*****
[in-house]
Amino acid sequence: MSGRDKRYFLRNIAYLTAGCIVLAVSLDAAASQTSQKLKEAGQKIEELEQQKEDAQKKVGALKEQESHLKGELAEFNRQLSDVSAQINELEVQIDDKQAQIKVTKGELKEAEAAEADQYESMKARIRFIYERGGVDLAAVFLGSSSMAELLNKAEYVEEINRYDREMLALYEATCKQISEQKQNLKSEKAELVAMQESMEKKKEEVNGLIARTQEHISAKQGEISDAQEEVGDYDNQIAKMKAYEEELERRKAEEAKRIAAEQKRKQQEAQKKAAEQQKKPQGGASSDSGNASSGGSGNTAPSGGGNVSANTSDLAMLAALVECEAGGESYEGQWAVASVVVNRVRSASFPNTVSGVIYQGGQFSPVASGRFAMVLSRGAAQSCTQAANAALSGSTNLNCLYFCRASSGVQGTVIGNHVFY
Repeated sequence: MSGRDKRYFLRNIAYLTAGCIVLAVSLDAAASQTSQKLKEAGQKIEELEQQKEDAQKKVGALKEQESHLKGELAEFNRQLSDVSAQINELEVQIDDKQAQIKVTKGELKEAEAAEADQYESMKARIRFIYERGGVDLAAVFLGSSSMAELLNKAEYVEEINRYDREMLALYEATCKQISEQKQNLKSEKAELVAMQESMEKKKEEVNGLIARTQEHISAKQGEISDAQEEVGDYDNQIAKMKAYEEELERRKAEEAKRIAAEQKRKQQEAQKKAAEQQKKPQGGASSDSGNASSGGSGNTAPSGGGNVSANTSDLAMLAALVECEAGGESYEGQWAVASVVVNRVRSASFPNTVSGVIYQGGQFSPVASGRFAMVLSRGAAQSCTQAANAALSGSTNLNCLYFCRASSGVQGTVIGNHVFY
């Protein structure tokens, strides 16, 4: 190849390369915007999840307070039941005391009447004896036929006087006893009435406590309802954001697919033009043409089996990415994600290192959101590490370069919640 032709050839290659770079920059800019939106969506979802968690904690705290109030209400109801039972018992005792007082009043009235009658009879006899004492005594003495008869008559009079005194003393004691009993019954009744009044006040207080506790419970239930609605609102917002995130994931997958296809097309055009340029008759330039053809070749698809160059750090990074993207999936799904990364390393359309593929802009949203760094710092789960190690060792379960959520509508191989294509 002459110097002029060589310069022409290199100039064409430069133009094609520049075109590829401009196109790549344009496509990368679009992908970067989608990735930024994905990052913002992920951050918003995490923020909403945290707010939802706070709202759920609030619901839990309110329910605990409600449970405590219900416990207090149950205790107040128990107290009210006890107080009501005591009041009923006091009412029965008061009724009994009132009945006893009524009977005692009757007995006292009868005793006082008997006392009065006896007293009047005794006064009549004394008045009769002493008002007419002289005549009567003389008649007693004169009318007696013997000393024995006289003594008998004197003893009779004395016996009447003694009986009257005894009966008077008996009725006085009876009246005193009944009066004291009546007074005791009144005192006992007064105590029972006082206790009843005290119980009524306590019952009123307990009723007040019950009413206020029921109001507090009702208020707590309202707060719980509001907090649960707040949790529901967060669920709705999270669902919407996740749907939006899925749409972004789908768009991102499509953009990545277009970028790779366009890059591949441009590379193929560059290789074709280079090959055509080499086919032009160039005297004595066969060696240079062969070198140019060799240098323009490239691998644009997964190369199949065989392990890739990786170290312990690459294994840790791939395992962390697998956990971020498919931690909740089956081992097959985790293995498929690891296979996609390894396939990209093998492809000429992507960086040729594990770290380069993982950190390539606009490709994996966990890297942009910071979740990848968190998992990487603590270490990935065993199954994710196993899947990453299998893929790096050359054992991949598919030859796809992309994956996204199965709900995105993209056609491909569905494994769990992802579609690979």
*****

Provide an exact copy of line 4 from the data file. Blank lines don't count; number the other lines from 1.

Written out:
């Protein structure tokens, strides 16, 4: 190849390369915007999840307070039941005391009447004896036929006087006893009435406590309802954001697919033009043409089996990415994600290192959101590490370069919640 032709050839290659770079920059800019939106969506979802968690904690705290109030209400109801039972018992005792007082009043009235009658009879006899004492005594003495008869008559009079005194003393004691009993019954009744009044006040207080506790419970239930609605609102917002995130994931997958296809097309055009340029008759330039053809070749698809160059750090990074993207999936799904990364390393359309593929802009949203760094710092789960190690060792379960959520509508191989294509 002459110097002029060589310069022409290199100039064409430069133009094609520049075109590829401009196109790549344009496509990368679009992908970067989608990735930024994905990052913002992920951050918003995490923020909403945290707010939802706070709202759920609030619901839990309110329910605990409600449970405590219900416990207090149950205790107040128990107290009210006890107080009501005591009041009923006091009412029965008061009724009994009132009945006893009524009977005692009757007995006292009868005793006082008997006392009065006896007293009047005794006064009549004394008045009769002493008002007419002289005549009567003389008649007693004169009318007696013997000393024995006289003594008998004197003893009779004395016996009447003694009986009257005894009966008077008996009725006085009876009246005193009944009066004291009546007074005791009144005192006992007064105590029972006082206790009843005290119980009524306590019952009123307990009723007040019950009413206020029921109001507090009702208020707590309202707060719980509001907090649960707040949790529901967060669920709705999270669902919407996740749907939006899925749409972004789908768009991102499509953009990545277009970028790779366009890059591949441009590379193929560059290789074709280079090959055509080499086919032009160039005297004595066969060696240079062969070198140019060799240098323009490239691998644009997964190369199949065989392990890739990786170290312990690459294994840790791939395992962390697998956990971020498919931690909740089956081992097959985790293995498929690891296979996609390894396939990209093998492809000429992507960086040729594990770290380069993982950190390539606009490709994996966990890297942009910071979740990848968190998992990487603590270490990935065993199954994710196993899947990453299998893929790096050359054992991949598919030859796809992309994956996204199965709900995105993209056609491909569905494994769990992802579609690979």